Want to Invest in Hawai‘i Real Estate? Here’s How to Start

Is 2018 the year you expand your portfolio?


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Hawaii home

Photo: Thinkstock

 

Many of us know someone who has done well for themselves in real estate. Maybe they bought at the bottom of the market and sold at the top, or they collected apartments or homes over the course of their lifetime and retired early to live off the rent. With the stock market strong right now, many of us might wonder if diversifying into our strong real estate market makes sense.

 

Take a look at O‘ahu median prices since 1985, which are represented by the dashed line in the following.

 

Real estate trends Hawaii

Image: Courtesy of Berkshire Hathaway HomeServices

 

It may be typical to see a line that cycles up and all the way back down on the Mainland, but here, we’re different. We go up, then dip a bit before going up again, never going all the way back down. If you want to put your money to work for you for the long-term, Hawai‘i real estate can be a good investment.

 

One of the best options can be to start with a small condominium. The key is to find something that will create a positive cash flow so that your investment pays for itself. There are a lot of factors to take into account, such as rent, vacancy, maintenance, fees, insurance and repairs. A real estate agent will be able to get more property-specific for you, but this online calculator can give you a rough idea of expenses and returns. While it defaults to a 3 percent appreciation in the market year to year, keep in mind that, from 2015 to 2016 on O‘ahu, we saw a 7.7 percent increase in the median home price, and since 1985, we’ve seen a historical rise of 4.7 percent per year, according to the Honolulu Board of Realtors.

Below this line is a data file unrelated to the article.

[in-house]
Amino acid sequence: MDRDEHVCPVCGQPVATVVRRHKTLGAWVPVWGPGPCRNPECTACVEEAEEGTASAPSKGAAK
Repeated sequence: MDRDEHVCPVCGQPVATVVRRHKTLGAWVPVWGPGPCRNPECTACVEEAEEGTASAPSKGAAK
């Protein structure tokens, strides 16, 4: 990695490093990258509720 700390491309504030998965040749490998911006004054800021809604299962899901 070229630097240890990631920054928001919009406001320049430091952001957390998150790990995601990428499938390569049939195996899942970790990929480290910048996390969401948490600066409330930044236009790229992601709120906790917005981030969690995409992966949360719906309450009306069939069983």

In addition to positive cash flow, it’s important to look for low association fees and a building that is well maintained. You’ll want to research and make sure you’re buying into a well-run condo association, with adequate insurance and reserves to protect your investment. Final advice: Keep it simple to minimize long-term costs. Consider a walk-up, since buildings with elevators need to have them maintained and sometimes replaced, with the costs passed on to owners. Laundry facilities on site mean you don’t have to maintain a washer and dryer, or worry about them leaking or damaging your unit or those below. You can also expect to pay a higher interest rate than you would on a primary residence if the building is occupied by more than 49 percent renters. Your real estate agent can help you navigate the numbers for specific buildings.

 

READ MORE STORIES BY RACHEL ROSS BRADLEY

 

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